Although Program 2 of Sarasota Ballet’s Digital Fall Season 2020 is chock-full of Balanchine favorites, something about it feels a bit underwhelming and skeletal. In general, the dancers are very careful with choreography that typically invites one to be more daring, to push the music, to push physical limits.
We also see too little of stronger company dancers Ellen Overstreet and Ricardo Graziano. They both make appearances, Overstreet in the First Movement of “The Four Temperaments” (“4 Ts” for short) and Graziano in the title pas de deux of “Who Cares?”, but the glimpses leave me wanting more.
It would have been especially nice to have seen Graziano cast in the “Liza” solo. He has such a charismatic presence, one that complement’s Janae Korte‘s cooler, more reserved composure in the pas de deux. Mind you, Korte is a (very recently promoted) coryphée taking on a principal role, and she performs it quite well. She seems more at ease dancing with her partner than in her solo, though, in which she plays the jazzy off-kilter hip movements a bit safe. In “4 Ts” she is lovely in the Third Movement which better suits what seems to be her more natural disposition.
Like Korte, Lauren Ostrander has just been moved up the ranks to coryphée and is featured in the same ballets. In contrast, Ostrander is quite extroverted both on and off the stage. Being cast in the quirky Second Movement of “4 Ts” and what is known in the ballet space as “The Turning Girl” of “Who Cares?” seems to reflect her personality and technical talents.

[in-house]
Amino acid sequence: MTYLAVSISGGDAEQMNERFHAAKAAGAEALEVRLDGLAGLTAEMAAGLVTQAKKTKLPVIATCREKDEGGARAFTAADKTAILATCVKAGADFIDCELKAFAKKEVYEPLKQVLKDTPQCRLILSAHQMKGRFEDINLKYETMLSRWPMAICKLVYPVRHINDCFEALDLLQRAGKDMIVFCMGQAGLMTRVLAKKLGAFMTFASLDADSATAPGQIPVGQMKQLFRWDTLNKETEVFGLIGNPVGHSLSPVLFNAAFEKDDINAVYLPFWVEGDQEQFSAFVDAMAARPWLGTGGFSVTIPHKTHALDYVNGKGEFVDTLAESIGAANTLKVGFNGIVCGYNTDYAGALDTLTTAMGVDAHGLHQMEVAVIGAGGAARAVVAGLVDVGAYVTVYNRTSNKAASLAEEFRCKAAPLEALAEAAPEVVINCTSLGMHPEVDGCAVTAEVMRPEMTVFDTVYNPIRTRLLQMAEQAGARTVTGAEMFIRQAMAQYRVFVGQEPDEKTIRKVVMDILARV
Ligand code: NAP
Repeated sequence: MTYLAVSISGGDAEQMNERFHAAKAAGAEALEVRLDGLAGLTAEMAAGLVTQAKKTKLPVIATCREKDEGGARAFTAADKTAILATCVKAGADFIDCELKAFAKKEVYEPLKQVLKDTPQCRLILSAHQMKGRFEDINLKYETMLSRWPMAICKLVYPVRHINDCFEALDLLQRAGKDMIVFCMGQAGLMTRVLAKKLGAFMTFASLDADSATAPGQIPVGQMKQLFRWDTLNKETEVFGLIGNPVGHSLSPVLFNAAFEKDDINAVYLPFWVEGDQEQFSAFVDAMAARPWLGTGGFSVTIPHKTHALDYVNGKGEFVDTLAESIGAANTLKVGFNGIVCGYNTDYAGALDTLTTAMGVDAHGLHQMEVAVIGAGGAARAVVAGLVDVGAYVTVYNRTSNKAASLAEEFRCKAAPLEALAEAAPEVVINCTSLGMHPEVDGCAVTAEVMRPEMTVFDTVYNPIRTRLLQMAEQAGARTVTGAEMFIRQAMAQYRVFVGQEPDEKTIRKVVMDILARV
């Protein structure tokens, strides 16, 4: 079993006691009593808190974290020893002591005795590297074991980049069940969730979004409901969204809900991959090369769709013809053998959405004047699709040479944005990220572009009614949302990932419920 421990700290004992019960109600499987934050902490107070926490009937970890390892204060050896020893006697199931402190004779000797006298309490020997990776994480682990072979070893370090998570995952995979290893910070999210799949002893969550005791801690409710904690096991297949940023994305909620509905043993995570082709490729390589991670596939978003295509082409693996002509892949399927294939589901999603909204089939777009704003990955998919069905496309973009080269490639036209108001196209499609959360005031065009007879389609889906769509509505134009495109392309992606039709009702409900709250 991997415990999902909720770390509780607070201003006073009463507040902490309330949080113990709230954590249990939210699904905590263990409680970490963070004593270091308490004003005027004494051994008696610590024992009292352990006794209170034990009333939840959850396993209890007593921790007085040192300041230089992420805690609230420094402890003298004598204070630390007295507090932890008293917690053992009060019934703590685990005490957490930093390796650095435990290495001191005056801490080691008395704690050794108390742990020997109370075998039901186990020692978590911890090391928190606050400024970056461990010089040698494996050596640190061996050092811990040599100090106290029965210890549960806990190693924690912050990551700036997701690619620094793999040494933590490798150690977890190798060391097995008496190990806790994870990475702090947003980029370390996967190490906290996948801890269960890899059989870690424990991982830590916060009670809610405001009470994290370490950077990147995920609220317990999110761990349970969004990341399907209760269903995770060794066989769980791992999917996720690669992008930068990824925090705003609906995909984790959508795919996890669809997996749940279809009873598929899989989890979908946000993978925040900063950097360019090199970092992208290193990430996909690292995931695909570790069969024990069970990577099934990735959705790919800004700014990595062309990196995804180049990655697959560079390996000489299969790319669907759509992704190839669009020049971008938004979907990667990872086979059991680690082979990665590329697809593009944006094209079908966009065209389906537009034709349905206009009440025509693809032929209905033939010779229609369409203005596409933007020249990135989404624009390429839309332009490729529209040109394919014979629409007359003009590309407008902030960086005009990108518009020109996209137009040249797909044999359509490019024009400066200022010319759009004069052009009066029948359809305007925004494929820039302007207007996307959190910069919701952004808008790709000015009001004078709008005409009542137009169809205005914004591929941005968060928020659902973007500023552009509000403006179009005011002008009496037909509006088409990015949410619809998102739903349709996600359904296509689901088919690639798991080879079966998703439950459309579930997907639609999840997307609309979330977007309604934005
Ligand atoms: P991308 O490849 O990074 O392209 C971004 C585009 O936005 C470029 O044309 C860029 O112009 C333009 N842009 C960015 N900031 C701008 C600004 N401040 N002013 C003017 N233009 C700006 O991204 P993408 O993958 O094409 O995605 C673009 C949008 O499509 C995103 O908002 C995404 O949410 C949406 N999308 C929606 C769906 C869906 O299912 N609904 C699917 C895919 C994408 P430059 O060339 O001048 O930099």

It is nice to see Artistic Director Iain Webb giving opportunities to the younger dancers in his company. It provides himself, the dancers, and the audience the luxury of watching how they further develop roles as they themselves gain more real life and stage experience. Korte and Ostrander are two to keep an eye on.
Katelyn May is the darling of the program in both “Donizetti Variations” and the 2nd Movement of “Western Symphony”. In the former, the solo is the perfect opportunity to show off how well she articulates her feet. Partnering with Yuri Marques is at times shaky, but redeems itself in the series of double pirouettes / tours en l’aire en pointe. Marques’ presence also is inconsistent; we can note all too clearly when he is about to embark on something that requires more focus.
In “Western Symphony” May and Ricki Bertoni are absolutely endearing in the adagio. There is such an ease to her dancing – her turns, her arms, her face; how can Bertoni’s character not be enamored with her?
The company definitely shines more in Ashton works, but this is to be expected considering their long-standing dedication to the British choreographer. Still, the moments and dancers highlighted here are worth seeing.
Sarasota Ballet’s Digital Program 2 streams through November 24. For more information about that program and the final one scheduled for their Digital Fall Season 2020, check out the calendar below.